We read and we study. We grapple with these words, these instructions, teachings, laws, examples, promises, blessings, curses, etc. Then like the master craftsman, Gd puts that final twist, that reversal, that surprise, into the story. After all we have gone through as readers, after all that our ancestors went through to reach this point where they are about to enter the promised land, after thousands of words, each, according to the rabbis, meant to be there-not one jot or tittle out of place or without some meaning...we hit what I think is the real denouement of the Torah: D'varim 39:19-21.
Here we are told, matter of factly, the reason for the existence of the Torah. It is to serve as a witness against us. Gd tells Moshe rabbeinu quite plainly that the children of Israel will go astray, turn to other gds. The Torah is there so that future generations will know what it is that Gd has asked of the Jews, and to illustrate how far they have strayed!
Could be a pretty depressing scenario. It is, however, realistic and historically accurate, even unto this day. We continue to stray, to turn to other gds. We fail to follow the mitzvot, to keep our end of the covenant. And Torah is always there to remind us of this-to be the witness against us.
So we seek to find ways to bend the Torah, to keep it alive and vibrant, make it jibe with contemporary knowledge and contemporary society. There is always a part of me that wonders if this is truly the wise course-and how far can be bend the Tree of Life before it breaks?
But our grand Jewish tradition reaches to an earlier part of Nitzavim to address this issue. I've written about it before, as have countless others. Lo Bashamyim Hi. The Torah is not in heaven. Gd gave it to us, and now it is up to us to interpret it. And the Torah itself tells us we should not find it too baffling, to difficult to understand, to distant to approach, for it is in our very mouths and hearts.
Feel it. The internal tension. Torah is Gd's witness against us, yet it is also no longer Gd's to interpret, but ours. Oh, the irony. It's natural to shy away from the tension-but don't! Embrace it, take it into yourself, make the tension, the very dialectic that is Torah, part of your being.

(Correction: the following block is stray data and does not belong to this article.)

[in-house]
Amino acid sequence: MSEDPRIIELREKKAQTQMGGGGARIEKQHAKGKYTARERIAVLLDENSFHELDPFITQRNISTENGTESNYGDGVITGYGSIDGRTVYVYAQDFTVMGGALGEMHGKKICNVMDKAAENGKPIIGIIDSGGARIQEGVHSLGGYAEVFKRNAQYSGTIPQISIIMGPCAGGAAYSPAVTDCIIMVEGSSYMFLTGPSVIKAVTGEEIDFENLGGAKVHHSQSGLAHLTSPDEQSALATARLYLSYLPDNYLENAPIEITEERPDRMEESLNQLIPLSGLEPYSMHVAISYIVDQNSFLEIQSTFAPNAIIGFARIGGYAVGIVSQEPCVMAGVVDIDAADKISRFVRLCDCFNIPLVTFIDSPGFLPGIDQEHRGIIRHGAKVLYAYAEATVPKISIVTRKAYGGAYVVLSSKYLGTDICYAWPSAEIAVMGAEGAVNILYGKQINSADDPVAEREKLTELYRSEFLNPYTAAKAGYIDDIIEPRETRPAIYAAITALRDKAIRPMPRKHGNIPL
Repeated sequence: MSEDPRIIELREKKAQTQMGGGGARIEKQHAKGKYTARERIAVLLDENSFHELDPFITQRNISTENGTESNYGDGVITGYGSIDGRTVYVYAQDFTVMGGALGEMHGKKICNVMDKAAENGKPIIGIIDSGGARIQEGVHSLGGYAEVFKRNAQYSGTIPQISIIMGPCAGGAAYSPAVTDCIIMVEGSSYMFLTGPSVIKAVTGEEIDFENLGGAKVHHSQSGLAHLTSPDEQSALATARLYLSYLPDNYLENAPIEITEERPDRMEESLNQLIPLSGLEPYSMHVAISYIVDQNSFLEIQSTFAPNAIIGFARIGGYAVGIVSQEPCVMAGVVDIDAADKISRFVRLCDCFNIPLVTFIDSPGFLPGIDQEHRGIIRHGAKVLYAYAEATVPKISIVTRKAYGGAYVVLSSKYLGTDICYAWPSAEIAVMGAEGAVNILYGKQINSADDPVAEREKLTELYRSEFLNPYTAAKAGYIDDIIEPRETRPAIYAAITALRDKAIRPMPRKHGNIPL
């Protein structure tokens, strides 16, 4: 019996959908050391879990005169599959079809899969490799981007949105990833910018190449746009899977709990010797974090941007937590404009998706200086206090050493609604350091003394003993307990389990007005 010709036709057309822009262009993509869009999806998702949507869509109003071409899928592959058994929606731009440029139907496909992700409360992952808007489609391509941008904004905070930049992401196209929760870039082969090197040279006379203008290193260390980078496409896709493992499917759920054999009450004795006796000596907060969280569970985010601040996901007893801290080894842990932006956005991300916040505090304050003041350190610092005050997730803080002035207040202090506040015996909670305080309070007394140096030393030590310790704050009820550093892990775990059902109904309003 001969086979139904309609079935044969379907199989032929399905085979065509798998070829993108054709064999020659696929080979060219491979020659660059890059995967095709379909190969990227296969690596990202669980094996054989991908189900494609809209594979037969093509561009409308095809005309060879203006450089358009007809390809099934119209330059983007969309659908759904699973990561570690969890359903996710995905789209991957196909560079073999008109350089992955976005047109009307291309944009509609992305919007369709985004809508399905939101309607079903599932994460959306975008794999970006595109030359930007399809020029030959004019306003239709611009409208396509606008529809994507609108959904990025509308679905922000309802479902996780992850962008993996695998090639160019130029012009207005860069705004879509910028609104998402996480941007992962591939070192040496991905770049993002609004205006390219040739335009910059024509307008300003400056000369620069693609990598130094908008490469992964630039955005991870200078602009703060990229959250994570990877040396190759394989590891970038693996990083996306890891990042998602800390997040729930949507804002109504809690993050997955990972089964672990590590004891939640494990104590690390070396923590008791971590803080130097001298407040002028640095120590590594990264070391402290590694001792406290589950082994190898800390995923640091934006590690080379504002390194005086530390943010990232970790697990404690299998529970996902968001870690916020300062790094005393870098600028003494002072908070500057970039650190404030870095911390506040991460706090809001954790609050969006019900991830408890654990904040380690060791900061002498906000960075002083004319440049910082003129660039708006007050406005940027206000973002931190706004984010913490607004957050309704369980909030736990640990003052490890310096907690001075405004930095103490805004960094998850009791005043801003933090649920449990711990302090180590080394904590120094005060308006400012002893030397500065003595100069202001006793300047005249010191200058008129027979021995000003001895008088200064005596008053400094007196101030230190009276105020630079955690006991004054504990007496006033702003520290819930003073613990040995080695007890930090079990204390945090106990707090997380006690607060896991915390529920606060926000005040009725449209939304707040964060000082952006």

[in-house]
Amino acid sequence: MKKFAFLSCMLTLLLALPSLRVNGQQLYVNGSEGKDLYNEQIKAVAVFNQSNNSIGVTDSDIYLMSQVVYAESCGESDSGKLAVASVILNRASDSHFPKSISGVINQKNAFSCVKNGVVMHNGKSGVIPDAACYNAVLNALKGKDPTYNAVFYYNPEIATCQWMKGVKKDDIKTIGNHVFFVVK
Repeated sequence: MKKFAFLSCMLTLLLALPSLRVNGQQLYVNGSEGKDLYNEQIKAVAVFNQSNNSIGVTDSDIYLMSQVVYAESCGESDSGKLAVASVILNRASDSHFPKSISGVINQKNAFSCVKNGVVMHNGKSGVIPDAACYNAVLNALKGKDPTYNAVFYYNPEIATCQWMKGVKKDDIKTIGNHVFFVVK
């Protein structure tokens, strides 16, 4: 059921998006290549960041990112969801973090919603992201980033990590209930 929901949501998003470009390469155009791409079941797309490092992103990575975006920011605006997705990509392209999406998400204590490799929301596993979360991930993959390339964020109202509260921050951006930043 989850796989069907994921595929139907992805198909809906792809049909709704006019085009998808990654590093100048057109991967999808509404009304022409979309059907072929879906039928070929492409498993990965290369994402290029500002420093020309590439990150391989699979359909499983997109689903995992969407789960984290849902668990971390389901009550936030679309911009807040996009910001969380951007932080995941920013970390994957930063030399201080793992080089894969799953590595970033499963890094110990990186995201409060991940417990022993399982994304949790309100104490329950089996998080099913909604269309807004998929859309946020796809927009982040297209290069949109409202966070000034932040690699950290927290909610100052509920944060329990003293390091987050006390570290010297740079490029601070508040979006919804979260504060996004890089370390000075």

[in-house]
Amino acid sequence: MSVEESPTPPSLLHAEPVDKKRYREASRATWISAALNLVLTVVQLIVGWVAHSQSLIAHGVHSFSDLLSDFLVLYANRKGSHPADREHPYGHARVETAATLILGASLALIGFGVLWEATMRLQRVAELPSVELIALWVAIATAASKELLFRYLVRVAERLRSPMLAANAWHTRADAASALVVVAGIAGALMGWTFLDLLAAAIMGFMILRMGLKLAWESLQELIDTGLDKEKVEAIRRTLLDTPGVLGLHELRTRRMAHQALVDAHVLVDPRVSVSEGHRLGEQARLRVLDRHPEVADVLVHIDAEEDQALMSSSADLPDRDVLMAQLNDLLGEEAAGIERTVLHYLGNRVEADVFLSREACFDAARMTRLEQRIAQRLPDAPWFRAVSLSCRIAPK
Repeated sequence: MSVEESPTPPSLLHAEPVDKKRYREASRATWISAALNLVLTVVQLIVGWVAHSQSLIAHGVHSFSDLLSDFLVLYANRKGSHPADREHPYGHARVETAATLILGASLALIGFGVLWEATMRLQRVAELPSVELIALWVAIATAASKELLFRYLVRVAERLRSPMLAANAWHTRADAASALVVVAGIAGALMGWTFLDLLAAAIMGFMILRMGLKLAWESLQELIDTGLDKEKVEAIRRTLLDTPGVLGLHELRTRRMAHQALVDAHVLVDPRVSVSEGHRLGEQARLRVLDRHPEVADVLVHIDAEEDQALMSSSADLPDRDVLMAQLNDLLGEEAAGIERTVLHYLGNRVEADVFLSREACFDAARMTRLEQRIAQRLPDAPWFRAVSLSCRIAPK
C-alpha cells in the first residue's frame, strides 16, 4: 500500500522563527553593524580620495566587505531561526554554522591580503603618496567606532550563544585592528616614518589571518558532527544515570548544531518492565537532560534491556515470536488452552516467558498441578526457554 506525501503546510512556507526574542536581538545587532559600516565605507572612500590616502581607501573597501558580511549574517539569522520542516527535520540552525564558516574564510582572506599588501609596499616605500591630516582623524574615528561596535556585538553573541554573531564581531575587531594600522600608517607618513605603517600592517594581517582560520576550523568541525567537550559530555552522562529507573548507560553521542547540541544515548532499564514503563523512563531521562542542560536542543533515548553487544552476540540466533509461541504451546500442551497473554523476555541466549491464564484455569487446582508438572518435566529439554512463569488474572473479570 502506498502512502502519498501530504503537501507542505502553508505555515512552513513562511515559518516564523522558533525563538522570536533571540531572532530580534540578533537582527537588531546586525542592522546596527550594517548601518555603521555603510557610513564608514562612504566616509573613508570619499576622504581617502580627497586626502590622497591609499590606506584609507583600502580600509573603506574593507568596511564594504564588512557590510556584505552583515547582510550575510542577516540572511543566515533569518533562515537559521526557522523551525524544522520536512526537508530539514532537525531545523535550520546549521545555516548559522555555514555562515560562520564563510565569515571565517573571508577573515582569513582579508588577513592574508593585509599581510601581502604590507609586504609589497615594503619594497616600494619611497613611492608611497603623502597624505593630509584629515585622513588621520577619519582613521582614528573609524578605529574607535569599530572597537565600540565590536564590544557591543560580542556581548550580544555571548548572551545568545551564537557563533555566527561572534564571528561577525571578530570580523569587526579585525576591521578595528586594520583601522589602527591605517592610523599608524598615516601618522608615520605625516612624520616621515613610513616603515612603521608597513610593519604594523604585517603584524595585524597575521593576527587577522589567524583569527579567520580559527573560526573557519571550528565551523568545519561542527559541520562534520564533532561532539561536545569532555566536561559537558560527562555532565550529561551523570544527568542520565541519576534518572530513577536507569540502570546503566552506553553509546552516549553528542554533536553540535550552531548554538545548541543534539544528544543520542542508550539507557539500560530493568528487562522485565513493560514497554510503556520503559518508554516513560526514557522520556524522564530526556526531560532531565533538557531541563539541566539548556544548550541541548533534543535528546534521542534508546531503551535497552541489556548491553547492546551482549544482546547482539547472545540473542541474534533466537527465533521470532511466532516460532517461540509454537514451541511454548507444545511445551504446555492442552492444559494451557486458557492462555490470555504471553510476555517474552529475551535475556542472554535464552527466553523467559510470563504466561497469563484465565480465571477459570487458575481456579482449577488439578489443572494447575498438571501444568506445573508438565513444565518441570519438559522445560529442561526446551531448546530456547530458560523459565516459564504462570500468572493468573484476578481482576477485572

For is it not obvious to us all by now? Light from dark. Day from night. Land from water. Sacred from profane. Blessing and curse. A witness against our transgressions yet the freedom to interpret that very witness ourselves. We have come full circle from creation.
Life is not just about being all good, or all bad, all rich or all poor, all gentle or all rough, all friendly or all wicked, all generous or all miserly. Life is about being both good and bad, rich and poor, gentle and rough, friendly and wicked, generous and miserly. All in one package. This, our holy Torah makes abundantly clear. We are a treasured people, honored with a special covenant with Gd, yet we are a stiff-necked and obstinate people, always seeking after other gds. This is not a fault to be fixed. It is a reality to be dealt with. The Torah is the ultimate guide to better mental health by teaching us to accept the dualities and dichotomies of life. OK, so today wasn't such a good today. Perhaps tomorrow I'll do better. Only the knowledge that the only consistency in life is inconsistency can get us through life's trails and tribulations. Thank you, Gd, for this great wisdom you have shared with us, through your servant Moshe. May it be Your will and ours that we use it wisely.
© 2000 by Adrian A. Durlester
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